Borrowed Rites

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    Many customs associated with holidays have their origins in pagan holidays and beliefs. Why do non-pagans seem to readily incorporate some pre-Christian customs (the Easter bunny, Easter eggs, Christmas trees, Yule logs, wassailing, Candlemas, Jack-o-Lanterns, trick-or-treating, May baskets, May poles, wheat weaving, corn dollies, etc.) while other pagan customs often engender fear or strong opposition (Goddess, pentagrams, tarot cards, balefires, chanting, covens, circle casting, dumb supper, sabbats, etc.)? I do not see this fear associated as much with the more unfamiliar customs of other minority religions in the United States. (Hindu, Shinto, Buddhist, etc.) as with Wicca and Voudou (proper for ‘Voodoo’).
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    User Detail :  

    Name : WitchWomon, Gender : F, Religion : Dianic Witch, City : Southfield, State : MI Country : United States, 

    Dawn M.

    I think the Christian church usurped what they thought would keep the locals happy, while denouncing those that seemed to go against the dogma of their religion. I am terribly offended by this. I too am a practicing witch, and am often condemned for my practices, though since moving into the “Bible Belt” I have had a tendency to be very private about my beliefs. I feel that if I don’t, it might just be the “Burning Times” all over again.

    User Detail :  

    Name : Dawn M., Gender : F, Sexual Orientation : Straight, Race : White/Caucasian, Religion : Wiccan, Age : 36, City : Bay City, State : TX Country : United States, Occupation : Homemaker, Education level : 2 Years of College, Social class : Middle class, 


    The reason we accept some rites and ban others is because of the way they’ve been presented to us over the years. In the early days of Christianity, all the clergy sought to convert the world. The easiest way to convince the pagan barbarian tribes to join was to incorporate the festivals they held so dearly into Christianity at face value, while at the same time changing the rite entirely to fit the church’s catechism and canon law. This gave the clergy a foothold. Over the years, they kept what festivals or rites they felt they could control and did away with others by dubbing them satanic and evil. To an ignorant peasant, an educated wise priest seemed in his own way mystical, and if he told you you would burn in fire forever if you didn’t do things his way, the peasant probably believed it, being so afraid he capitulated. Over the last 2,000 years, we in the West have had it ingrained in our heads from birth that certain things were just plain evil and satanic, not realizing that it’s thought of that way merely because of 2,000-year-old religious propaganda. The reason we don’t think of Eastern rites and such as being evil is basically that we’ve had far less time (about 500 years or so) to be told they are evil. Plus, unless you travel, those of us raised here in the West still don’t even know or understand Eastern rites and even eastern thinking, which in so many ways is very different from ours. In this latter case it’s a simple case of “out of sight, out of mind.”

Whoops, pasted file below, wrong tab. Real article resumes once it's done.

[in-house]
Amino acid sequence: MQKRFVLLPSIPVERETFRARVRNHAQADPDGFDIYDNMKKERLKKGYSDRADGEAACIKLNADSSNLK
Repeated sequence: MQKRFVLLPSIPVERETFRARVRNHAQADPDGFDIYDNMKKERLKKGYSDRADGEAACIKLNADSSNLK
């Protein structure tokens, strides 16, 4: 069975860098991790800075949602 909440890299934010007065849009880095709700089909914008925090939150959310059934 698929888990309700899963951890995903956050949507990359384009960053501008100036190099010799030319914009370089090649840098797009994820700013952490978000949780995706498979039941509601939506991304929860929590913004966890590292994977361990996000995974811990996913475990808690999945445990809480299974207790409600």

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    Name : Zac, Gender : M, Race : White/Caucasian, Age : 19, City : Pensacola, State : FL Country : United States, Education level : High School Diploma, 


    The thing is, Wiccans do the exact same thing! They so adamantly condemn things like animal sacrifice and even (seeing as you are Dianic) the fact that most early pagan cultures (and even early Wicca) were just as male-centered as Christianity is! It’s all a matter of things that are deemed culturally unacceptable. Halloween is considered ‘secular’ in most modern Christians’ eyes, and thus harmless. Pagan concepts adapted into Christianity are oftentimes viewed as secular additions, and oftentimes have Christian ‘origins’ made up for them (Santa Claus and St. Nick, for example). I don’t see very much strong opposition of things like tarot cards and sabbats except by people who also condemn Christmas trees and Halloween, personally. Plus, the practices accepted by Christians really -are- pre-Christian, whereas the Goddess in the concept you are used to and tarot cards are not. This makes a lot of difference.

    User Detail :  

    Name : Jack, Gender : M, Sexual Orientation : Gay, Race : White/Caucasian, Age : 19, City : Oshkosh, State : WI Country : United States, Occupation : Student, Education level : High School Diploma, Social class : Middle class, 
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